Under the US-backed regime of the Shah, or king, of Iran, religious extremism was kept in check, just like other movements that could have threatened the central government's authority. As illustrated in the novel, the Shah was not popular with the Iranian people because his lavish, European tastes and excessive lifestyle showed disregard for their interests. His oppressive policies, designed to stifle dissent and maintain internal stability at all costs, turned Iran into a police state where the people lived in fear and despair.
Iran had long been a Muslim country, but its society had traditionally accommodated a diverse mix of religions like Christianity, Judaism, and pre-Islamic native faiths. Under the Shah's Western-oriented, secular regime, religious practice was protected as long as it was moderate and non-threatening to state security. Those with more fervent religious beliefs weren't free to express them, and hostility grew between the rising populist tide of religious nationalism and the Shah's corrupt government.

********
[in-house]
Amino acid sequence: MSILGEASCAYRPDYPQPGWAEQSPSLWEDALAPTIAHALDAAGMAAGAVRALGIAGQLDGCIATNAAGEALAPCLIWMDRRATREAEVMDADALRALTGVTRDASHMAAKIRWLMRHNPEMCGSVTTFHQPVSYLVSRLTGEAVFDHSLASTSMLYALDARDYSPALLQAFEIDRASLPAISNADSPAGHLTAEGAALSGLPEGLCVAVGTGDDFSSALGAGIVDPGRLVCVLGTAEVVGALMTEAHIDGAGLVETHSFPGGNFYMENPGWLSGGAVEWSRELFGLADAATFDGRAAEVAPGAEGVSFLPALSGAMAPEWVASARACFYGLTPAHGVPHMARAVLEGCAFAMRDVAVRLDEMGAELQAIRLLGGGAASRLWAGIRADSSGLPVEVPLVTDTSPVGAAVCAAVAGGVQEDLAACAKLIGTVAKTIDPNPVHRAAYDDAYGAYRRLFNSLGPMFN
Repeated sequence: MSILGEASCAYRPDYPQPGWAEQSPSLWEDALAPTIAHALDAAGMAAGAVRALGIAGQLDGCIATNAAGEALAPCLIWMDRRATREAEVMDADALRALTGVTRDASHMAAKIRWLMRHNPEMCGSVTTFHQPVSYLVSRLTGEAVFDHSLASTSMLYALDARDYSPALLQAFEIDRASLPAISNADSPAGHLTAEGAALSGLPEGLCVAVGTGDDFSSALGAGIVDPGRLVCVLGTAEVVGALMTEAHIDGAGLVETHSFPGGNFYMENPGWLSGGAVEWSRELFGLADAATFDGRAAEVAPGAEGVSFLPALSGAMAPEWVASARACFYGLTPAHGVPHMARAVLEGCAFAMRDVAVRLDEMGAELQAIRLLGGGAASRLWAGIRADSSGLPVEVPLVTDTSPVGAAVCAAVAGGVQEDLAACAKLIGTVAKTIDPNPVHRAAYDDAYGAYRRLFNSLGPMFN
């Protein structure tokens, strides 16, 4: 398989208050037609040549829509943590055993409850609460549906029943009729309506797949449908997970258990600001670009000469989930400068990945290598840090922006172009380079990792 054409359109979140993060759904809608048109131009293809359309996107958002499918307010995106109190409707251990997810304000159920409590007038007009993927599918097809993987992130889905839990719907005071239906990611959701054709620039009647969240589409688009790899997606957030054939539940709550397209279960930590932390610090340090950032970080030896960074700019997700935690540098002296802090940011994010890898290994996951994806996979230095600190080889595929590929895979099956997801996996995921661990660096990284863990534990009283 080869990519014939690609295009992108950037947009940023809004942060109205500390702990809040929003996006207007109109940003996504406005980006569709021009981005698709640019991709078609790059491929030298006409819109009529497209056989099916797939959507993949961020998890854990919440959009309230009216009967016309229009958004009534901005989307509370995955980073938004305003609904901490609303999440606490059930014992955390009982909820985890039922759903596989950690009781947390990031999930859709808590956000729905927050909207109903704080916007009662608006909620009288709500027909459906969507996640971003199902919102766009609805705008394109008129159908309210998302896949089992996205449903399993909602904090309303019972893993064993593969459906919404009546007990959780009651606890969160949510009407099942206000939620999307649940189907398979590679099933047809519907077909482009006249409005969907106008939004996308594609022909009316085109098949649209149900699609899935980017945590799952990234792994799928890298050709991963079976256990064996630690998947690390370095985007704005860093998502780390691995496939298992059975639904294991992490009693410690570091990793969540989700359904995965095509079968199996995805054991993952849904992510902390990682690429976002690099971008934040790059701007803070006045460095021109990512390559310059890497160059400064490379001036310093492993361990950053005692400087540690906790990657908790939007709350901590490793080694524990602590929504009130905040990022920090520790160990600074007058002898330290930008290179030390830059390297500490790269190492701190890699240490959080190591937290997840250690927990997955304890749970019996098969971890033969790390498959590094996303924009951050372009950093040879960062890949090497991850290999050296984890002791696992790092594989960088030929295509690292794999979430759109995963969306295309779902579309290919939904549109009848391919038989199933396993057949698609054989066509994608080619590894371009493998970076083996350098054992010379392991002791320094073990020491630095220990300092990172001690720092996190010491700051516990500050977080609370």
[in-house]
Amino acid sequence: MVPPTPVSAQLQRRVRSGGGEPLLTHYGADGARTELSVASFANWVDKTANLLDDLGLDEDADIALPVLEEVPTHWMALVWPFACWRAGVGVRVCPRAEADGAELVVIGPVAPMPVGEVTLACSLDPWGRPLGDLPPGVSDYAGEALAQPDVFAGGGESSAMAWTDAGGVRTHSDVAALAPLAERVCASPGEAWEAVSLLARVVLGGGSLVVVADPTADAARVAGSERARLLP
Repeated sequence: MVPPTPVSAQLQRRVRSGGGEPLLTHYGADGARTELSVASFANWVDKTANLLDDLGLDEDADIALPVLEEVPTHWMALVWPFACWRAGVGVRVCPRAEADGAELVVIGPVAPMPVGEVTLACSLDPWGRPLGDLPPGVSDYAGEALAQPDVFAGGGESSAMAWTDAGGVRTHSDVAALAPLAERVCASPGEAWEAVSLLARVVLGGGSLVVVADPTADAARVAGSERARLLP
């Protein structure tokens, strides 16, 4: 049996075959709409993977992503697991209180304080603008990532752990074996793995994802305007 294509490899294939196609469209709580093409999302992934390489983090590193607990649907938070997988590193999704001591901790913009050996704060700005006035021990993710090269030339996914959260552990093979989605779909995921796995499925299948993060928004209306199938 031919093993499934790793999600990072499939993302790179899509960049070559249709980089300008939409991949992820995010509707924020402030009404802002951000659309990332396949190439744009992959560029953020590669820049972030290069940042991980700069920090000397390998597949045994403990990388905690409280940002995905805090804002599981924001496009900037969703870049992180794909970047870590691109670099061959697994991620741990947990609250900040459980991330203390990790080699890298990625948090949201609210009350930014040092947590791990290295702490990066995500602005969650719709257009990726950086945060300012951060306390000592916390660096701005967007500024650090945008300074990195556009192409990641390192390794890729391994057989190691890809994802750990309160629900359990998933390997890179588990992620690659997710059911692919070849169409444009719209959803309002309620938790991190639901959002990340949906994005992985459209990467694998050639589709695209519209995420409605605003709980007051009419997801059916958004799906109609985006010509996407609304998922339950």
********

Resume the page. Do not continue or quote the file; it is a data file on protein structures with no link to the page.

The spiritual leader of this anti-American religious revival, Ayatollah Khomeini, had been living in exile in France in fear of imprisonment or execution by the Shah's forces. With the Shah out of the picture, Khomeini returned to Iran as the supreme leader of the new Islamic Republic. The Shah's regime had been brutal, but his government had a policy of tolerance for religious moderation that allowed for peaceful coexistence of multiple faiths. Khomeini's brand of ultra-conservative Shiite nationalism had no tolerance for any diversity of opinion and made Iran the sworn enemy not just of the US, but of Israel and the ultra-conservative Sunni power Saudi Arabia.